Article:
Postcolonial Ecofeminism in Pakistan: The Woman’s Narrative

Critical environmental justice is a growing global topic, and the phenomenon has been widely covered in many studies. This is so even in the Global South,[1] where the subject has been examined to understand the ideas that make up environmental discourse. Literature on environmental justice often incorporates liberal notions of justice and is generally an assimilation of Western discourses.[2] This means that the postcolonial condition has been largely overlooked when it comes to climate justice due to a certain homogeneity that forces us to adopt the “dominant ways of knowing nature and living with nature”.[3]However, as we approach climate justice from a postcolonial lens, it is also important to understand how climate change disproportionately affects women.

Gender inequality finds its way, beyond just physical and economic mobility, into climate situations, leaving women, more importantly, those from marginalised backgrounds in countries such as Pakistan, vulnerable to its growing tensions.  Thus, this article employs an intersectional approach that centres the voice of ecofeminism instead of exploring climate justice exclusively from a postcolonial lens. Using the postcolonial condition as a theoretical framework, this article aims to assess the dominant narrative of climate justice and its normative implications on feminist politics.

The Perspective of Postcolonial Ecofeminism
Before delving into this discussion, it is important to understand the term “climate justice” and its aims in traditional discourse.  Climate justice can be defined as “a term used to frame climate change as an ethical and political issue, rather than one that is purely environmental or physical in nature.”[4] As a framework, it brings to light the intersection of climate change and social inequality. With growing debates about the climate emergency, the idea of climate justice appears omnipresent. It has become a rallying cry for environmental organisations to demand that large-scale polluters take responsibility for communities at the frontlines of the climate crisis.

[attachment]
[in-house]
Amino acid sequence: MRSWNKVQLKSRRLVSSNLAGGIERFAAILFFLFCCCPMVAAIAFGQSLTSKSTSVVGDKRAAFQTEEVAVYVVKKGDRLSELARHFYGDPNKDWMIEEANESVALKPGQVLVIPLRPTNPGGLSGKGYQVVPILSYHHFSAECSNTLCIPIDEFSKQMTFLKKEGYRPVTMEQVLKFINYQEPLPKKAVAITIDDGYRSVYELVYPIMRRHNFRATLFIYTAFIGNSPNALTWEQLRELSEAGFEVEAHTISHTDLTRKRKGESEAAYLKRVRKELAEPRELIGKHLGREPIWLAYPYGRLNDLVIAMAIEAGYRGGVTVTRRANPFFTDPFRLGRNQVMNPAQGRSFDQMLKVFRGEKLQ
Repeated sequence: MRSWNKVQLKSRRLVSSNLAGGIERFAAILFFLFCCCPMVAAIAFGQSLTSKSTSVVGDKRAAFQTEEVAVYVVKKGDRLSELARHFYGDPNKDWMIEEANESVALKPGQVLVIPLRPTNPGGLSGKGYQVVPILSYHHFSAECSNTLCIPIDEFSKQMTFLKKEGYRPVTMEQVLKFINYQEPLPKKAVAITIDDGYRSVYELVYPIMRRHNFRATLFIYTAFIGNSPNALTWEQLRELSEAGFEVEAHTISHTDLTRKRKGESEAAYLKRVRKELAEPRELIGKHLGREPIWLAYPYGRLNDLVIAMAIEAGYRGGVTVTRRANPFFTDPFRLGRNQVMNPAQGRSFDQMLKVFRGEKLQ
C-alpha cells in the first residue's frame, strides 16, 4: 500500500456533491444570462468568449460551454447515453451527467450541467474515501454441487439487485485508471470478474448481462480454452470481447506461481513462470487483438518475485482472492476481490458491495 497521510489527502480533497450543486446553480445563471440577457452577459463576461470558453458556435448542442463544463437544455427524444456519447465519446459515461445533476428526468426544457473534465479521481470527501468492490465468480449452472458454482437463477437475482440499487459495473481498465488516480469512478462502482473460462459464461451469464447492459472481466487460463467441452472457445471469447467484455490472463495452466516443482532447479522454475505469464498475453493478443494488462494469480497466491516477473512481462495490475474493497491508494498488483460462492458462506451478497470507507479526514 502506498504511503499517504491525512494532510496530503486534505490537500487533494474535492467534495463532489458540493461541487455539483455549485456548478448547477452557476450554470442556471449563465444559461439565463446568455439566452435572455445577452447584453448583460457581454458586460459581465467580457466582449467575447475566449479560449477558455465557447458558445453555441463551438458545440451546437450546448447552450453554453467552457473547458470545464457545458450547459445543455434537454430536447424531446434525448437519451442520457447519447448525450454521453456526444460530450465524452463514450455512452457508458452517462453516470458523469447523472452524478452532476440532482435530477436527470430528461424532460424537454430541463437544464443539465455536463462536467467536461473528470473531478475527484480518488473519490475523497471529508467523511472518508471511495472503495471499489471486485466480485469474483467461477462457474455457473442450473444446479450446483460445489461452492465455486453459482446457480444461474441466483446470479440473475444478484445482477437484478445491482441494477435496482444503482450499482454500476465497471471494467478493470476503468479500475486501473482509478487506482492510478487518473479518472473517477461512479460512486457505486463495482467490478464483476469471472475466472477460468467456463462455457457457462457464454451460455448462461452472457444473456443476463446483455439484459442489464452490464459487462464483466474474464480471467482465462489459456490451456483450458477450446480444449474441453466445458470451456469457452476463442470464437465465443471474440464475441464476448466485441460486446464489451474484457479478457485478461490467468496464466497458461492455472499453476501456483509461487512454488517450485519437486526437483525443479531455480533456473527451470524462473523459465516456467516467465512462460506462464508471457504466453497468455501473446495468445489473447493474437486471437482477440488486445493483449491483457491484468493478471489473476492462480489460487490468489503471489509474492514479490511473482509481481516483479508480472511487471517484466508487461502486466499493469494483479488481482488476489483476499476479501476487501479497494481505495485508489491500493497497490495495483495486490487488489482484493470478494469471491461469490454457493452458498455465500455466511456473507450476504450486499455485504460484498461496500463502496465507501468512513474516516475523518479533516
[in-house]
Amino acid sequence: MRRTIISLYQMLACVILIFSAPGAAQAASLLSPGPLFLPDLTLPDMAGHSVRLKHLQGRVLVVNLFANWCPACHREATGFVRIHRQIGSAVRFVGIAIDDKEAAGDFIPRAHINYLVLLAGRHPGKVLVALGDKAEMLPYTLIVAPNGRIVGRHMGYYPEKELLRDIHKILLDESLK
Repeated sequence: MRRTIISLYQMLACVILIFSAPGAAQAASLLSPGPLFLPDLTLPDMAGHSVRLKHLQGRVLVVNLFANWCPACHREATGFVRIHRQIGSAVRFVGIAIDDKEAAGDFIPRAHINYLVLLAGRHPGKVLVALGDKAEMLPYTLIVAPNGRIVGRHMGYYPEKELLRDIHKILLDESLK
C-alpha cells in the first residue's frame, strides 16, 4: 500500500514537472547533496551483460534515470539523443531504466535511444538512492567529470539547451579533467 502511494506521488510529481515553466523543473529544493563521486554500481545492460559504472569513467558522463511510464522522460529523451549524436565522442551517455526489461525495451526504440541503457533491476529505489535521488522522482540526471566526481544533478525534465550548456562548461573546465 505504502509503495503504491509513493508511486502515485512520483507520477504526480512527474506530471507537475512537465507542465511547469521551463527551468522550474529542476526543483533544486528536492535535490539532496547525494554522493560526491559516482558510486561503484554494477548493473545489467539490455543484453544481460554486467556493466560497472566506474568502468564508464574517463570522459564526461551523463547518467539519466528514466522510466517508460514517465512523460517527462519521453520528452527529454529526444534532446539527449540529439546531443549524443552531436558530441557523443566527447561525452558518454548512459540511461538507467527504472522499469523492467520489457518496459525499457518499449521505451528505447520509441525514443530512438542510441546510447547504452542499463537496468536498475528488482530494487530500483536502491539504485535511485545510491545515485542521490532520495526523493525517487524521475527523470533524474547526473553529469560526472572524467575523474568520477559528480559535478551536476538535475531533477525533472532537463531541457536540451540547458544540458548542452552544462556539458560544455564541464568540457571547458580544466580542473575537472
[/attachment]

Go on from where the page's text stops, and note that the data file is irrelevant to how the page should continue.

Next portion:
However, while climate justice is an important topic, there are disagreements about the sources of injustice and strategies for combatting injustice. Activist scholars have articulated how patterns of extractivism stemming from colonialism have exacerbated climate injustices and that any strategy to combat them should be informed by anti-colonial struggles.[5] At the same time, emerging feminist literature on climate justice also offers an interesting perspective. These perspectives integrate a gendered approach to climate change to counter the current hegemony. Such a feminist approach is essential to any decolonial framework because our imagination of the contemporary world and its issues has been significantly influenced by a particular kind of social memory that evades women’s narratives. Thus, in the struggle for decolonisation, there must also be a space for the stories of women.

Closer to Home: Indigenous Women and the History of Ownership Rights
One major reason why postcolonial ecofeminist discourse is essential in Pakistan is because women’s attachment to the environment around them and their concerns are often disregarded due to the overarching and dominant ideas of patriarchy and religion. This phenomenon is found across the Global South, where rural women have restricted land ownership rights and are still burdened with the expectations of obtaining food for the family.[6] According to economist Bina Agarwal, this means that women in such positions are better informed than men about land and farming and can benefit many more people if they have greater control in these areas.[7]